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Advances in
eISSN: 2378-3168

Obesity, Weight Management & Control

Editorial Volume 2 Issue 4

Obesity and taurine

Mohammad Reza Sattari,1,2 Siminozar Mashayekhi3

1Department of Pharmacology and Toxicology, Tabriz University of Medical Sciences, Iran
2Department of Clinical Pharmacology and Toxicology, University of Toronto, Canada
3Department of Clinical Pharmacy, Tabriz University of Medical Sciences, Iran

Correspondence: Mohammad Reza Sattari, Department of Pharmacology and Toxicology, Faculty of Pharmacy, Tabriz University of Medical Sciences, 29 Bahman Ave, Tabriz, Iran, Tel +98 413 3341315, Fax +98 413 3340798

Received: May 01, 2015 | Published: May 8, 2015

Citation: Sattari MR, Mashayekhi S. Obesity and taurine. Adv Obes Weight Manag Control. 2015;2(4):70-71. DOI: 10.15406/aowmc.2015.02.00022

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BMI, body mass index; TC, total cholesterol; MSG, monosodium glutamate


Obesity is a medical condition in which excess body fat has accumulated to the extent that it may have a negative effect on health, leading to reduced life expectancy and/or increased health problems. In Western countries, people are considered obese when their body mass index (BMI), exceeds 30kg/m2.1 Taurine (2-aminoethane sulfonic acid) is a β-amino acid that differs from other amino acids by having a sulfonic acid group instead of a carboxylic acid group. It is known as a conditionally essential amino acid, which is present in the brain, heart, liver, neutrophils, retina and kidneys of mammals in high concentrations.2–4 It acts as an antioxidant, xenobiotic conjugant, osmoregulator, intracellular calcium flux regulator, bile acid conjugator, neuromodulator, cell membrane stabilizer and plays an important role in cell proliferation and viability.3–5 Taurine is known to have regulatory activities in gastrointestinal tract including modulation of acid secretion and gastric motility;6 besides, it protects the gastrointestinal mucosa from the injuries.7

Taurine plays an important role in reducing physiological stress. Recent studies indicated that taurine might serve as an anti-obesity agent at the cellular level. Taurine plays an important role in reducing fat deposition by modulating cellular pathways for lipid accumulation and stimulating mobility, but not the pathways for lipid biosynthesis and food intake.8

In a study, taurine was effective in treating fatty liver of children with simple obesity regardless of the success/failure of weight control.9 In another study, dietary intake of taurine and glycine correlated negatively with body mass gain and total fat mass, while intake of all other amino acids correlated positively. Furthermore taurine and glycine intake correlated positively with improved plasma lipid profile, i.e., lower levels of plasma lipids and higher HDL-to-total cholesterol ratio.10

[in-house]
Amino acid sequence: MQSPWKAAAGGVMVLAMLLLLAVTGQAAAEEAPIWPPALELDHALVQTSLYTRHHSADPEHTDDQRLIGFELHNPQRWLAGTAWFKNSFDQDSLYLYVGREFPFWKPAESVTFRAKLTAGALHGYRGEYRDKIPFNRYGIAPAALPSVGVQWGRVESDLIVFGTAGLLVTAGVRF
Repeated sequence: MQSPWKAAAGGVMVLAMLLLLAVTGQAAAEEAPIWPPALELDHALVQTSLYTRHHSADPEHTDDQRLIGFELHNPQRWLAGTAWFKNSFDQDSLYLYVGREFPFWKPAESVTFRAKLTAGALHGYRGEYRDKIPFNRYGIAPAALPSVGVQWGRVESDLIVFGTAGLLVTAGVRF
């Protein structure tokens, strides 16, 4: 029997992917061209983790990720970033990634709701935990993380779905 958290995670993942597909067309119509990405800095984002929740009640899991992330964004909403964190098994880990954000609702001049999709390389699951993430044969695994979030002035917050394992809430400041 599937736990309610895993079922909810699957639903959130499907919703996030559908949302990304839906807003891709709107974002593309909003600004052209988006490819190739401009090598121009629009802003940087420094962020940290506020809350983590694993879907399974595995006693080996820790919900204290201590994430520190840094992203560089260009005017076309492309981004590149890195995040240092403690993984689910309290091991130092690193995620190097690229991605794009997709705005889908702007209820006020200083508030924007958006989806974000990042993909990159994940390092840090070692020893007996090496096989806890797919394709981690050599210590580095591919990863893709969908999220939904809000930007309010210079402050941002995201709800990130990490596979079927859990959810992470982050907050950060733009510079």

You et al.,11 demonstrated that, the serum taurine level was negatively correlated with serum total cholesterol (TC) level and positively correlated with serum adiponectin level. Authors suggested that dietary taurine supplementation has beneficial effects on total cholesterol and adiponectin levels in high-fat diet-induced obesity rats.

In a study, dietary taurine supplementation prevented high fat diet-induced obesity with increased resting energy expenditure in rats.12 Lin et al.,13 indicated that taurine treatment attenuates the infiltration of adipose tissue by macrophages and modulates the phenotype of macrophages, which suggest that taurine is a valuable food constituent with a potential to attenuate chronic inflammation in adipose tissue and improve obesity-related insulin resistance. Cao et al.,14 suggested that taurine prevents obesity in monosodium glutamate (MSG)-treated rats and may be closely associated with energy metabolism.

Maternal obesity is another dilemma with women. Maternal obesity increases the risk of poor pregnancy result including stillbirth, pre-eclampsia, fetal growth restriction and fetal overgrowth. These pregnancy complications are associated with dysfunctional syncytiotrophoblast, the transporting epithelium of the human placenta. Ditchfield et al.,15 showed that taurine uptake into placental syncytiotrophoblast by the taurine transporter protein (TauT) is lower in obese women (BMI≥30kg/m) than in women of ideal weight (BMI 18.5-24.9kg/m) and explored potential regulatory factors. They proposed that the reduction in placental TauT activity in maternal obesity could lower syncytiotrophoblast taurine concentration, compromise placental development and function and reduce the driving force for taurine efflux to the fetus thereby increasing the risk of poor pregnancy outcome.

Taurine has many different biological and physiological functions, including bile salt conjugation, osmoregulation, membrane stabilization, calcium modulation, antioxidation and immunomodulation. Obesity is associated with a higher risk of metabolic and cardiovascular diseases, cancer and other clinical conditions. Ingestion of taurine has been shown to alleviate metabolic diseases such as hyperlipidemia, diabetes, hypertension and obesity in animal models. Synthetic activity and concentration of taurine in adipose tissues and plasma have been shown to decrease in humans and animals during the development of obesity, suggesting a relationship between taurine deficiency and obesity.16



Conflict of interest

The author declares no conflict of interest.


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